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PETZVAL'S LENS A N D CAMERA by Rudolf Kingslake

Joseph Max Petzval was born on January 6, 1807, in

Hungary of German parentage; he died 84 years later in
September 1891. Being a member of the mathematics faculty of
the University of Vienna, he naturally approached the problem
of lens design from a mathematical rather than from an empir-
ical standpoint, which probably accounted in part for his suc-
cess. He actually designed two lenses in 1839, the Portrait lens
which he immediately commissioned P. F. von Voigtlander to
make, and the Orthoscopic lens which was not manufactured

A T T H E OFFICIAL A N N O U N C E M E N T of the Daguerreotype

process in 1839, Austria was represented by Professor A.
F. von Ettingshausen. He was so impressed with the possibilities
until 1856. Petvzal's interest in optics continued throughout the
rest of his life, and he reported in 1843 that "by order of the
General-Director Archduke Ludwig, he was assisted in his
of photography that upon his return to Vienna, he induced his calculations for several years by two officers and eight
friend and colleague the mathematician Joseph Petzval to
undertake the design of a wide-aperture lens suitable for por-
traiture. Petzval, then 33 years old, devoted himeslf enthusiasti-
cally to the problem and was amazingly successful. H e used a
well-corrected telescope objective the right way round for his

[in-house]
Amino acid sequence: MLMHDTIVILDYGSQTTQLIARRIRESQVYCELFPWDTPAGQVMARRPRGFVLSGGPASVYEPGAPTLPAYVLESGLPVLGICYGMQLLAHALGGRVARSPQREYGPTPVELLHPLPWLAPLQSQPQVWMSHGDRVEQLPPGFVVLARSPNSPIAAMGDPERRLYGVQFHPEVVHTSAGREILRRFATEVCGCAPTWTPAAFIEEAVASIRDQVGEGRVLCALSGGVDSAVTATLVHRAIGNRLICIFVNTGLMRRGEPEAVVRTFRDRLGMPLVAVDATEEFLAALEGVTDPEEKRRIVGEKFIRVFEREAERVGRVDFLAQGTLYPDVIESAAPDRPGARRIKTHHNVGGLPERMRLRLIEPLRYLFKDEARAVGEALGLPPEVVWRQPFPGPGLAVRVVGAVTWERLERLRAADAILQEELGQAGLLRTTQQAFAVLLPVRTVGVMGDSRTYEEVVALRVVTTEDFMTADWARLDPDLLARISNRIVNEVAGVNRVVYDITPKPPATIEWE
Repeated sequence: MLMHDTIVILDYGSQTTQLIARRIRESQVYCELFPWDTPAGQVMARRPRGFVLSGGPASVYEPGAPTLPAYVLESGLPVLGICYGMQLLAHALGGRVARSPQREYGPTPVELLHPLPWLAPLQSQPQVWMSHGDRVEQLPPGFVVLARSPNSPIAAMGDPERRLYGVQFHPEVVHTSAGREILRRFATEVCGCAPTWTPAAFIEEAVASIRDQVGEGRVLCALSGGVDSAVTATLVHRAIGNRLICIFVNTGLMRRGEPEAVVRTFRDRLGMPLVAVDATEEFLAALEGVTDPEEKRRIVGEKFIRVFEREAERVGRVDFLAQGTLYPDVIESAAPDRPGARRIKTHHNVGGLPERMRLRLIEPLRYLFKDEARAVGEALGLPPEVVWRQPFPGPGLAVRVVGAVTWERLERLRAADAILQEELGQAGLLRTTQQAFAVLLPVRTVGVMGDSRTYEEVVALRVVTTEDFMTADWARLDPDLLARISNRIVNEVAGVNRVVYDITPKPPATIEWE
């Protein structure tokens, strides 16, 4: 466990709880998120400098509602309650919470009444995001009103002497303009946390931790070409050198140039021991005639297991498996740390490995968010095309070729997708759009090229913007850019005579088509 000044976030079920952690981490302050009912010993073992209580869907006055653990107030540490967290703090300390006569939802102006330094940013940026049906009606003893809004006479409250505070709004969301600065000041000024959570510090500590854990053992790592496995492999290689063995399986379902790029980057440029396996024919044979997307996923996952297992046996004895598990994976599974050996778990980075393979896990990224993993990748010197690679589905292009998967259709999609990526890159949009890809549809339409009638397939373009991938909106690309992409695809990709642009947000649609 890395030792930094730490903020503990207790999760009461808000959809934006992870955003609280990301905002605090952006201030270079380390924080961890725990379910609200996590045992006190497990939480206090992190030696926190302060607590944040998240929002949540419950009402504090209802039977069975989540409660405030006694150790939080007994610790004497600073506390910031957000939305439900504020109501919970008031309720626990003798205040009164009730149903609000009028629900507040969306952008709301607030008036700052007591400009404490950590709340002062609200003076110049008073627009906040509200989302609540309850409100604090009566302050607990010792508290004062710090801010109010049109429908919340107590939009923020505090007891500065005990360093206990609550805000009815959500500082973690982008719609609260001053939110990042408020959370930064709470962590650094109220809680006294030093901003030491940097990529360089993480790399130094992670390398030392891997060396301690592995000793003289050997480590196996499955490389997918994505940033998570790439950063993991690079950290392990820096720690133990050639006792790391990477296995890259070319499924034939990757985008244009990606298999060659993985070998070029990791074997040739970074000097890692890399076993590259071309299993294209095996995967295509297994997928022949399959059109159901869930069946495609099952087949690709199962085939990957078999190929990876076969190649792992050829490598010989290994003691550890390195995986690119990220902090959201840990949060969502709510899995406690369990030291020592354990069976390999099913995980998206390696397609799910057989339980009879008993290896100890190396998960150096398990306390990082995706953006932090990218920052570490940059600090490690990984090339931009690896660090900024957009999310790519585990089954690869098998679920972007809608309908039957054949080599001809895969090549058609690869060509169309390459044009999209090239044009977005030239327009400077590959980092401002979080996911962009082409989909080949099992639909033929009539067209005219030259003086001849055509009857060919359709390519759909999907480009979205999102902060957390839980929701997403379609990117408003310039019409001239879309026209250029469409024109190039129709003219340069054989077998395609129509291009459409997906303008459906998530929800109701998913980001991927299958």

front component, and added an airspaced doublet behind it, the
rear doublet being mathematically designed to give sharp de-
finition and to flatten the field.
The formula was handed to the old-established Viennese
optician Voigtlander, who first supplied the lens to a focal
length of 150 mm and an aperture of f/3.6, mounted in a
conical metal camera having a circular ground-glass focusing
screen 94 mm diameter with a focusing magnifier permanently
installed behind it. The whole rear portion of the camera could
be unscrewed and replaced by a circular plate-holder to take
a photograph. It is interesting to note that Petzval was awarded
only the silver medal by the "Society of Encouragement" for
his invention, the platinum medal going to Chevalier; yet Petz-
val's Portrait lens was one of the most successful lenses ever to
be designed. Over 8000 were sold in the first ten years, and
countless thousands must have been made before its popularity
began to wane 70 years later.

diers of the Austrian Bombardier Corps who were skilled in and Germany it is creating great excitement among the genera-
computing, and also by his assistant Reisinger." None of his tion of cineastes who were not even born when the film was first
other lenses was as good as the Portrait lens, and they are now released in 1928.
quite forgotten. "But," said Dreyer sadly, "they are not seeing the original
Since Petzval and Voigtlander had no legal protection for version. Their cutting has weakened many scenes." Here is a
their Portrait lens other than an Austrian patent, it was im- vicious weakness of the cinema: the creative artist must so often
mediately copied by opticians in all countries under the name —almost always—sit back helplessly and see his work, if it
of the "German Lens." Unfortunately, Petzval soon afterwards survives at all, shown to the world in mutilated versions.
quarrelled with Voigtlander, perhaps because he did not receive Dreyer smiled wistfully as we discussed the fantastic Vam-